I blame Heather for making me want to read this book. She told me that there was a hawt villain in it, and I'm a sucker for those. I didn't even read the summary; I went to Netgalley and applied for the book on that premise alone. I read it cold.
Now that I've finished, I'm not quite sure how I feel about DISCIPLINED BY THE DUKE. For the first sixty pages, there was a decent build-up of sexual tension, a sinister and compelling villain, and a hero who was pretty hot what with his talk of forbidden play (although what's up with the Victorian edition of the Red Room of Pain on the cover?).
BUT - unfortunately for this book, it's a mishmash of two books that took its concept (sister protecting her other sister and allowing herself to be blackmailed because of it vs. erotic BDSM historical) and did it one better.
Cases in point: RUTHLESS and LORD SAVAGE, respectively.
***SPOILERS TO FOLLOW FROM THIS POINT ON***
Elizabeth's sister is in jail for murdering her father (it's suggested he abused the sister, possibly sexually). Elizabeth says, many times, that she will do anything to save her, and this means putting herself under the employ of the nefarious and devilishly good-looking Earl of Westmore, who wants her to seduce the Duke of Montague in order to steal a letter that he desperately wants.
The Earl of Westmore is a great villain. I thought at first that he was the love interest (I have issues, I think), and then when I found out he wasn't, I thought he was going to be one of those villainous characters who ends up getting his own book later on (YAY :D). But no.
The author kills him off.
Anyway, Elizabeth arrives at the Duke's house and is determined to achieve the letter without seduction, but she's so attractive and of course she catches his eye immediately. And of course the Duke has a policy about not tupping the help but of course he makes an exception for her.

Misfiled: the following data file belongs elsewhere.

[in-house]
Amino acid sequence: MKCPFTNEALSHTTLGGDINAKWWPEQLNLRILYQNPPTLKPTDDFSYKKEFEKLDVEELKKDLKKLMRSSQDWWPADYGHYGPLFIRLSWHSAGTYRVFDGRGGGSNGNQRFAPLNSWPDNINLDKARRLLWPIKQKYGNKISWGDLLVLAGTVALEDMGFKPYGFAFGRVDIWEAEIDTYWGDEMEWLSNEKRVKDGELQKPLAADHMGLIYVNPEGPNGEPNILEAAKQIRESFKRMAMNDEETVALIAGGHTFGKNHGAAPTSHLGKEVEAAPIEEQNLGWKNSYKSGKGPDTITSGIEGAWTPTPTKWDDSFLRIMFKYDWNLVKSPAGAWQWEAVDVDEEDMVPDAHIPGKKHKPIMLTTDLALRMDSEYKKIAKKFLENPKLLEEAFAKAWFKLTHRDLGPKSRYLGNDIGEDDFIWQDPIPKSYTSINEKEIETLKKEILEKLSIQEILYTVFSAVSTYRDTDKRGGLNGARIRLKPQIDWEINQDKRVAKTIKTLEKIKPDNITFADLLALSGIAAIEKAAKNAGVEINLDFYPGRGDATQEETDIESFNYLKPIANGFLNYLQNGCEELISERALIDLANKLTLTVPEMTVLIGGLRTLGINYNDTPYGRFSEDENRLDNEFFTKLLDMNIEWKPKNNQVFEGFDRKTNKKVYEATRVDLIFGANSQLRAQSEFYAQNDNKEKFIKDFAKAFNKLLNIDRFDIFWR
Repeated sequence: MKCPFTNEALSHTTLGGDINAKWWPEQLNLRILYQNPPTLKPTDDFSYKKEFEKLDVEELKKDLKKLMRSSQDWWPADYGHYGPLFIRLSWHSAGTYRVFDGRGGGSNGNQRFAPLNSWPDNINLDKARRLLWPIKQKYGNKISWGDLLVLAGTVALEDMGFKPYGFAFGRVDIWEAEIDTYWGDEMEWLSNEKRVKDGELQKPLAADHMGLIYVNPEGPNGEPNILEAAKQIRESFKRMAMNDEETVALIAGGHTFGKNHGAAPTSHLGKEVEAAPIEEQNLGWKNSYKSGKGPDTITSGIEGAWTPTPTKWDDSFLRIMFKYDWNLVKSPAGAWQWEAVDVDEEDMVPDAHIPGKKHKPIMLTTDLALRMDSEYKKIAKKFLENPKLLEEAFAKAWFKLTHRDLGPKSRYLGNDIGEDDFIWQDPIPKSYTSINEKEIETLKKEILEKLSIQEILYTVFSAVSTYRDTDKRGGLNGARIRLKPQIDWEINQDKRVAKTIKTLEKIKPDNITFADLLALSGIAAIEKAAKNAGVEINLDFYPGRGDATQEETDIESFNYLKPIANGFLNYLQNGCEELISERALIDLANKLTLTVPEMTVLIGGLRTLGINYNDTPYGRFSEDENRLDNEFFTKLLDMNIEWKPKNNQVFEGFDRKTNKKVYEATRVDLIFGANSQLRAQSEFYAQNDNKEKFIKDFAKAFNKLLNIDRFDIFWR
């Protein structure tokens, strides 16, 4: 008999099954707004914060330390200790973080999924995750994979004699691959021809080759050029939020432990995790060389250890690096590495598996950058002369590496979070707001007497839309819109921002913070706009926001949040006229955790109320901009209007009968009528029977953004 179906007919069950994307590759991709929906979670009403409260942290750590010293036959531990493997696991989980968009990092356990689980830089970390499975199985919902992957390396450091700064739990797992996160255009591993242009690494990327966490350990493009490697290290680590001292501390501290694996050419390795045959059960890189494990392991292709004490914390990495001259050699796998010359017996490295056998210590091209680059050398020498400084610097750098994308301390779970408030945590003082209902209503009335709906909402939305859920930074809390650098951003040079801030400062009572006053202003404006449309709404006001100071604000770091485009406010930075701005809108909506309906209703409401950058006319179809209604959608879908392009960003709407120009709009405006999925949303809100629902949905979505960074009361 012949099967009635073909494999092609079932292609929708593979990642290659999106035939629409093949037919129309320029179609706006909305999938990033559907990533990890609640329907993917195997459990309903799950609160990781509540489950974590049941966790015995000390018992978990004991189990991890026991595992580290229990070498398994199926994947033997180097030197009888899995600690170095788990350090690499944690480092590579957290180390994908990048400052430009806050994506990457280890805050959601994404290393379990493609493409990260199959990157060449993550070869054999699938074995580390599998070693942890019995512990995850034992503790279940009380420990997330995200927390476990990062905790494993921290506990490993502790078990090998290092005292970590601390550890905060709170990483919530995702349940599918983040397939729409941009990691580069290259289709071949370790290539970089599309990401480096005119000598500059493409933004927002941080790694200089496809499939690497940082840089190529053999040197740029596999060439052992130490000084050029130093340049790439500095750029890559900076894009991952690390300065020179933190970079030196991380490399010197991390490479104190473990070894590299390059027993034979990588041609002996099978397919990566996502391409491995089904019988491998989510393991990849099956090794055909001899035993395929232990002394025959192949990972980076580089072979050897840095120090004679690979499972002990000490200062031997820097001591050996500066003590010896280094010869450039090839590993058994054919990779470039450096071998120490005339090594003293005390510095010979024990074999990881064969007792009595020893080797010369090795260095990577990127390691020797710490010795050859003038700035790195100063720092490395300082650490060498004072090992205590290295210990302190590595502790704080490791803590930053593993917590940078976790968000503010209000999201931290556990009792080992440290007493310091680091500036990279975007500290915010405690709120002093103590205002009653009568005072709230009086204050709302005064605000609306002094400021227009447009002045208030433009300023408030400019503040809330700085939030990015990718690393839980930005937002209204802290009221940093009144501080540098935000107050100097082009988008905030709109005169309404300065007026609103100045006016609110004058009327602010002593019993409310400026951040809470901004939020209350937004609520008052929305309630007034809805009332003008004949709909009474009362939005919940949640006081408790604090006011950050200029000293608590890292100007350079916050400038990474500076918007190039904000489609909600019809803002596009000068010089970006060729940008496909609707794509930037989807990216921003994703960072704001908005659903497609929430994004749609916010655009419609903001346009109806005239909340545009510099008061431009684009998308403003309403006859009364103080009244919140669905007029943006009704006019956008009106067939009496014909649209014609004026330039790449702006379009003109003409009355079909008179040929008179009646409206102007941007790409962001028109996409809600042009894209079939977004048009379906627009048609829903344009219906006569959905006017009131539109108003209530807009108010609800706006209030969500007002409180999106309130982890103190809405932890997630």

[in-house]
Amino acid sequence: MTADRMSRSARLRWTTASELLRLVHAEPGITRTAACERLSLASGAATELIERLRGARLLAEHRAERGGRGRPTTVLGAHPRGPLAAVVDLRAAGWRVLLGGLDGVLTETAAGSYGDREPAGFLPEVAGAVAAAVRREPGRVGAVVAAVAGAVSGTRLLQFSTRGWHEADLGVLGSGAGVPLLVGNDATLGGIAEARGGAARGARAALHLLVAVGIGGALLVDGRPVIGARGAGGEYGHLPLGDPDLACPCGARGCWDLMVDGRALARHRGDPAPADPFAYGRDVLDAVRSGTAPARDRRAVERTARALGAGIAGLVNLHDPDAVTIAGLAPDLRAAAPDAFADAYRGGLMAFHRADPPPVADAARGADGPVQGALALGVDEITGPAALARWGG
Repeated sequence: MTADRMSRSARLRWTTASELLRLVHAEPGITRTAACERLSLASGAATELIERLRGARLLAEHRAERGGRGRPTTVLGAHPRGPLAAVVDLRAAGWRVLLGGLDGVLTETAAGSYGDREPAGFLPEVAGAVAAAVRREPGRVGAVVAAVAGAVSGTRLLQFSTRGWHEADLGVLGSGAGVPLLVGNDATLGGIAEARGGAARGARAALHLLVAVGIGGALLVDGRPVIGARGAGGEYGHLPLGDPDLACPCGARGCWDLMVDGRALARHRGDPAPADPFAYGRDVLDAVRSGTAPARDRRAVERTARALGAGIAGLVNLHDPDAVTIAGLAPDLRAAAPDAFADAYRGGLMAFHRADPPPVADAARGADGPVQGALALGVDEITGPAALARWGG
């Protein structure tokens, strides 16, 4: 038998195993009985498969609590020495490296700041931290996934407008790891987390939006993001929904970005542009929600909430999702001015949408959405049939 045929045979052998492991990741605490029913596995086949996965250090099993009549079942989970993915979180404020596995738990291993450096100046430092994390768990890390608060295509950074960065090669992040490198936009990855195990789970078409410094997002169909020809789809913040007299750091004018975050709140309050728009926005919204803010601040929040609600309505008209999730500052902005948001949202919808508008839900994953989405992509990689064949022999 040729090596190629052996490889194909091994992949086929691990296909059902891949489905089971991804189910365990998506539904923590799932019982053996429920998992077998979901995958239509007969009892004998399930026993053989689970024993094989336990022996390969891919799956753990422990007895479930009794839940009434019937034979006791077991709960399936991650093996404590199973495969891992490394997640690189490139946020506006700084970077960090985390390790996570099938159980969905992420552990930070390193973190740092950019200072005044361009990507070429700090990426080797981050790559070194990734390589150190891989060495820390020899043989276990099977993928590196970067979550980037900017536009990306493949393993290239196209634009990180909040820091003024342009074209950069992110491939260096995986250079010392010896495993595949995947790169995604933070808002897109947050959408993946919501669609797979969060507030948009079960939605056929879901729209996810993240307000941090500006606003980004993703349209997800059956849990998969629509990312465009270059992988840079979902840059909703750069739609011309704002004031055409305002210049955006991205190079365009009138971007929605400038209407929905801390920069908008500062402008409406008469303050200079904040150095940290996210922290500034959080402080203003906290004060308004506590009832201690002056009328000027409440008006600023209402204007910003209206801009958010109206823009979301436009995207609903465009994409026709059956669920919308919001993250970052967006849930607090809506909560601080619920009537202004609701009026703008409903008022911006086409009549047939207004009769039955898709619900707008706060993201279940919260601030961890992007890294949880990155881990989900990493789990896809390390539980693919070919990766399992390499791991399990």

I mean, it's a romance novel, so I think we expected that, right?
Well, what I didn't expect were the silliness of the sex scenes. Milking, tunneling (c*ck gophers, anyone?), desire (used as a noun, to refer to various fluids), and mewl are used in abundance.
Here are some quotes that I found particularly jarring:
His thumb swiped around her clitoris...(130) Because her vag is a dating app? #SwipeRight
His cock was hard enough to pound a horseshoe into shape... (129)
Marcus was so hard he could pound nails with his cock (69).
I love that one of these quotes is on p. 69, btw. But also, was the author reading a book about blacksmiths while writing this book and thinking oh yeah, dip that ingot, pound that flesh anvil, wield the mighty c*ck hammer of sexual glory? I mean, maybe I shouldn't talk, since I once wrote an erotica novel comparing a c*ck to a Christmas tree (the veins were described as the lights, or something equally horrible - "garlanded by veins" may have been the phrase), but wow. Smithing level: 69.
I was willing to forgive the bad sex scenes though, since those are part of what make erotica so fun. Bertrice Small was famous for her "coral-tipped cones" and "honey ovens" and "coral-red flowers of womanhood wet and pouting with desire", and I love Small because she truly gave no f*cks. But what I could not forgive was the dumb.
Someone tries to kill Liz and she's just like, meh, oh well. She faints for no reason. She falls down in a field and then proceeds to lie there and freeze to death. Montague finds her, and then immediately after warming her up, has sex with her half-thawed self even though she says no. What. Liz betrays Westmore and knows she must act quickly to save her sister before he takes his revenge out on her, but of course there's time for one last round of hide the hammer in the tool-shed. Surprise, surprise, when she FINALLY gets her butt to the jail, her sister's been sent off to be hung.
I think the heroine herself sums this book up best:
Damn, she was stupid (200).
Thanks to Netgalley/the publisher for the review copy!
2 to 2.5 out of 5 stars
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